In the indictment, presented on Friday, October 9 afternoon before Judge Jeronimo Mejia, the prosecutor accused Martinelli of the alleged commission of four crimes and requested the maximum penalty in each.

The prosecutor also asked the judge to guarantee the opening of the trial of the process that follows the Parlacen deputy.

Story developing. [NEWSROOM PANAMA]

Although many thought Martinelli was hiding out in an expensive condo in Miami, turns out he was living in an estate in Paraguay that he covertly purchased while in office. Reportedly Paraguay has ordered Martinelli to leave immediately.  Supposedly claiming political persecution he is also seeking political asylum in Spain.

Keep the jet warmed up!

Memo to The Donald from Trump Tower Condo Owners: “YOU’RE FIRED!”

The 25% or so of Republicans who think they’d like Donald Trump as next President of the United States, might want to take a look at the opinions of condo owners in Trump’s flagship Trump Tower in Panama City who’ve just fired Donald which may be why he’s trying so hard to get the new job in Washington.

The building’s residents and condo owners had invested in the namesake, a 70-story waterfront tower along Panama Bay, charge that during the four years that Trump Panama Condominium Management LLC had managed the property, the management ran up more $2 million in unauthorized debts, perhaps taking a cue from the former administration in Panama, paying its executives undisclosed bonuses and withholding basic financial information from owners.

Residents and home owners charge the Trumps with fine-print chicanery that prevents residents from voting against the Trump company’s wishes, allowing Trumps family to install their top employee as chairman and the residents’ representative on the board, even though the only thing the Trumps allegedly own is a “storage closet on the 15th floor.”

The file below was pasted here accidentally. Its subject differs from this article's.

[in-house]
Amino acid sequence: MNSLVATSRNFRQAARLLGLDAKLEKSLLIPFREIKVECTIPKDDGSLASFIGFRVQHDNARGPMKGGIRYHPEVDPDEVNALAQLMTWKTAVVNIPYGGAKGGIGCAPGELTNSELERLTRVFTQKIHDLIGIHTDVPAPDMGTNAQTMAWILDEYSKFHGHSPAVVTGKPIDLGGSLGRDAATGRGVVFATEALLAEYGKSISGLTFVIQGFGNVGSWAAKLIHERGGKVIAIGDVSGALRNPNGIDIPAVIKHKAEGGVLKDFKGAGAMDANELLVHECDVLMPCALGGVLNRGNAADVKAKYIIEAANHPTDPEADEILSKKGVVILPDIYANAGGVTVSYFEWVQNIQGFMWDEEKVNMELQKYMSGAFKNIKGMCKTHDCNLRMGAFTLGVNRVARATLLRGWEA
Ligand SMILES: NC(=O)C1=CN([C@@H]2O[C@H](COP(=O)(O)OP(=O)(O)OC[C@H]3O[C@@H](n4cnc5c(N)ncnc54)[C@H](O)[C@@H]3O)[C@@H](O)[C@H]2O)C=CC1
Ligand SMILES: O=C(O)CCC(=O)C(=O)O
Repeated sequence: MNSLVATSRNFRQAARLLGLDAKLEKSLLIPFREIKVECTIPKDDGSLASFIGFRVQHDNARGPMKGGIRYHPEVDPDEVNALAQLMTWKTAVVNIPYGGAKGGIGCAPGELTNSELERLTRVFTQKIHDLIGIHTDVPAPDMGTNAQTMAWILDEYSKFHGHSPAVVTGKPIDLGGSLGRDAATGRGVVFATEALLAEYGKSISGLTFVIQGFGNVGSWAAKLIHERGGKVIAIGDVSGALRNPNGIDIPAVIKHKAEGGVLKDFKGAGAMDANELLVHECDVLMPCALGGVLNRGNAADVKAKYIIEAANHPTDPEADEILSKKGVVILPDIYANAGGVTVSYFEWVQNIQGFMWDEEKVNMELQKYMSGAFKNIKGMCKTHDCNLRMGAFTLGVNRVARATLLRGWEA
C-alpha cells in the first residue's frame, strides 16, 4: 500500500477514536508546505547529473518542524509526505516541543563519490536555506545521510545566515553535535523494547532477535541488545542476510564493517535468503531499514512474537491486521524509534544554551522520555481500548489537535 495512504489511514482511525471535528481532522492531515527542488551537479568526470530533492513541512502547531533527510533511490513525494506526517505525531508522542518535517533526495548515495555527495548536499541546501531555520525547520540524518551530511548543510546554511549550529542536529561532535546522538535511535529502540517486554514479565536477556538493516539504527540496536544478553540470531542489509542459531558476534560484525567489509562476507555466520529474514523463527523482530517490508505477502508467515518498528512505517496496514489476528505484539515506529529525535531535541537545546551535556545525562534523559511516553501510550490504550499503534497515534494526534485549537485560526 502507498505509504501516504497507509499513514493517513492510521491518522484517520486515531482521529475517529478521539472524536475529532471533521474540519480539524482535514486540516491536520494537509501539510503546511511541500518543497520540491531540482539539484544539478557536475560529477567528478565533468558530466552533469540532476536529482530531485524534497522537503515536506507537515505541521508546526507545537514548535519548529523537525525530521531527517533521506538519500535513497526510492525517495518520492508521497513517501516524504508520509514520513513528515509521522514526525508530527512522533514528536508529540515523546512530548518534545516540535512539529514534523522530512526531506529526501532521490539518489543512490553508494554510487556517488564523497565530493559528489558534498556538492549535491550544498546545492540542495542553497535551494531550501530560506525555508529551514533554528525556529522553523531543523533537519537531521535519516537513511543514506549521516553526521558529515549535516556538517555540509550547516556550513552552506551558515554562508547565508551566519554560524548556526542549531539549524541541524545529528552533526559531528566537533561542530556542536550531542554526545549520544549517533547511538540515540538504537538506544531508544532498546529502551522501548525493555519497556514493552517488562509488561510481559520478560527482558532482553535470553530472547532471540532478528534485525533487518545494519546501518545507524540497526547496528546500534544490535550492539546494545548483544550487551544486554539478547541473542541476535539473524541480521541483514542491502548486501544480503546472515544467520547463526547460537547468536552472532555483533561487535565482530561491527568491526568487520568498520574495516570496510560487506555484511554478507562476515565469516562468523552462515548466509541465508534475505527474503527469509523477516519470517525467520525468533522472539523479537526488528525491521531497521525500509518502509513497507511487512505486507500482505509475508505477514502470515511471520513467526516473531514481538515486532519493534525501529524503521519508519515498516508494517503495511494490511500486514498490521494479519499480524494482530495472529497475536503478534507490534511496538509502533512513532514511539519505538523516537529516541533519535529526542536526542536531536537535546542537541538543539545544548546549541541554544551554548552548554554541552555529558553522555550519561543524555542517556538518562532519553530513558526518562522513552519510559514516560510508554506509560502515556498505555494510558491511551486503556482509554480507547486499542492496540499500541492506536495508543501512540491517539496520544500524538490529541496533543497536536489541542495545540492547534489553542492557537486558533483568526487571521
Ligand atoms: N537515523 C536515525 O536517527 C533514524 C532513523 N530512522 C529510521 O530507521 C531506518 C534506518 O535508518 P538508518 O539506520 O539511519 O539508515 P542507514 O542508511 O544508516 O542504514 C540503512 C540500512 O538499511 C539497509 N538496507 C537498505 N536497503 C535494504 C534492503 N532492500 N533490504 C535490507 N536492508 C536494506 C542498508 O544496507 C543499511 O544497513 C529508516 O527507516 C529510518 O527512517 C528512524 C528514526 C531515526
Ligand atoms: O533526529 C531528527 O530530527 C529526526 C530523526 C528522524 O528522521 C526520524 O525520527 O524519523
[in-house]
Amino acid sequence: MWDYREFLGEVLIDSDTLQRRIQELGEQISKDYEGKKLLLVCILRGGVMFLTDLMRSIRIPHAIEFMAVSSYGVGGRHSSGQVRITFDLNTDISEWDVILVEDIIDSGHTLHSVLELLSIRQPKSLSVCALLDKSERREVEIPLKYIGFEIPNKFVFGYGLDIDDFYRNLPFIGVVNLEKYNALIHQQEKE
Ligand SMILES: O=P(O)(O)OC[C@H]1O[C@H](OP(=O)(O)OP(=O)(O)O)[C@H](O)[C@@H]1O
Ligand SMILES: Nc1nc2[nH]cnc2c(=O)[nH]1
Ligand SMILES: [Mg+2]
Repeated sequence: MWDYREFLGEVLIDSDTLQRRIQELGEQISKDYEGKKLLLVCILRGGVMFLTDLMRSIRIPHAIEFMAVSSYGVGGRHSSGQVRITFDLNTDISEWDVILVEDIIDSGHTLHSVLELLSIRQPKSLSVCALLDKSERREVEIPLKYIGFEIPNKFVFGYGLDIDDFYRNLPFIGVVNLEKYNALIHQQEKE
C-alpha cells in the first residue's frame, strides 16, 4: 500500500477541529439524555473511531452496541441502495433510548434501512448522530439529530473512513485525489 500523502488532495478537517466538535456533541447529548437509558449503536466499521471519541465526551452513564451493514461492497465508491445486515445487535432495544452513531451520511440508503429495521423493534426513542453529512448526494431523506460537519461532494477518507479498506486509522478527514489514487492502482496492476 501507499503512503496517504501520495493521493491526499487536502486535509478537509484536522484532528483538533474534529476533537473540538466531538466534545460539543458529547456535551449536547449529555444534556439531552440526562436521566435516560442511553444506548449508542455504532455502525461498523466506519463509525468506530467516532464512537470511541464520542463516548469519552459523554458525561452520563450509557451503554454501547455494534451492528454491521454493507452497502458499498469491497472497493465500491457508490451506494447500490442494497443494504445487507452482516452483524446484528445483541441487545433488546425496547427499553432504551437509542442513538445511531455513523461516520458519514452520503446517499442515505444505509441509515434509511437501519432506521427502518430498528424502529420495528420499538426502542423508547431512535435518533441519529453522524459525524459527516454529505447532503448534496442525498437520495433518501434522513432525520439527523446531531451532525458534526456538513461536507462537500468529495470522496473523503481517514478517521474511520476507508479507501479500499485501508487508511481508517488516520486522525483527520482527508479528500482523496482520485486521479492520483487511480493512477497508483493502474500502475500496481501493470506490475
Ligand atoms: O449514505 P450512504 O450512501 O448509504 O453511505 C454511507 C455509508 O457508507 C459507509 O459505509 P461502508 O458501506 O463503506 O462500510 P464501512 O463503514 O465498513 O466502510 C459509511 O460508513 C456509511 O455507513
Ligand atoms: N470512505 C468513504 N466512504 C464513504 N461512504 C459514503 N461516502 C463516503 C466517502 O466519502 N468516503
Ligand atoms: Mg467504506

Tump’s lawyers say the complaint is a “complete sham” while accusing residents of “ingratitude and criminal trespassing” according to US NEWS & WORLD REPORT.  After being fired, Trump declared the company was quitting and supposedly demanded a $5 million termination fee.

According to an AP article by Jeff Horowitz …

“Whether wheeling and dealing with Wall Street bankers, debating political rivals or running a condo association, Republican presidential candidate Donald Trump has advanced his interests by leveraging his outsized reputation, canniness and aggression. The Trump Organization’s adventures in Panama provide a window into how these traits have filtered into his business empire — and the style of management that could be expected in a Trump White House. Transparency and close attention to expenses are not strengths. Squeezing the most from contractual language is.. . .

“The power struggle at the tower shows the powerful allure of Trump’s name — and the disenchantment and separation that sometimes follow. Even that is indicative of Trump’s style: As the Ocean Club’s board was trying to settle into the administrative offices, Trump’s people cut off the office’s Internet and phone service and repossessed the office copy machine. The Trump Organization acknowledged this to The Associated Press, saying that disconnecting services was necessary for security and privacy concerns.”

Is Panama REALLY cheaper?

Answer: It depends!

Depends on many things: what you are comparing, and where you are comparing? Obviously you expect to pay more for everything in cities with higher costs of living.

But let’s talk about a basic: FOOD.

Everyone expects everything to be cheaper in Panama, but it’s not. Eating out in a good restaurant, a little classy with menu, ambience and service, is frankly about the same.  As I discovered last year when I was comparing the cost of a nice meal at Panamonte Hotel in Boquete with a restaurant overlooking Puget Sound in Seattle, right across from Pike Market, operated by a well-known, local, “name” chef … the cost was about the same, not including the outrageous cost of parking.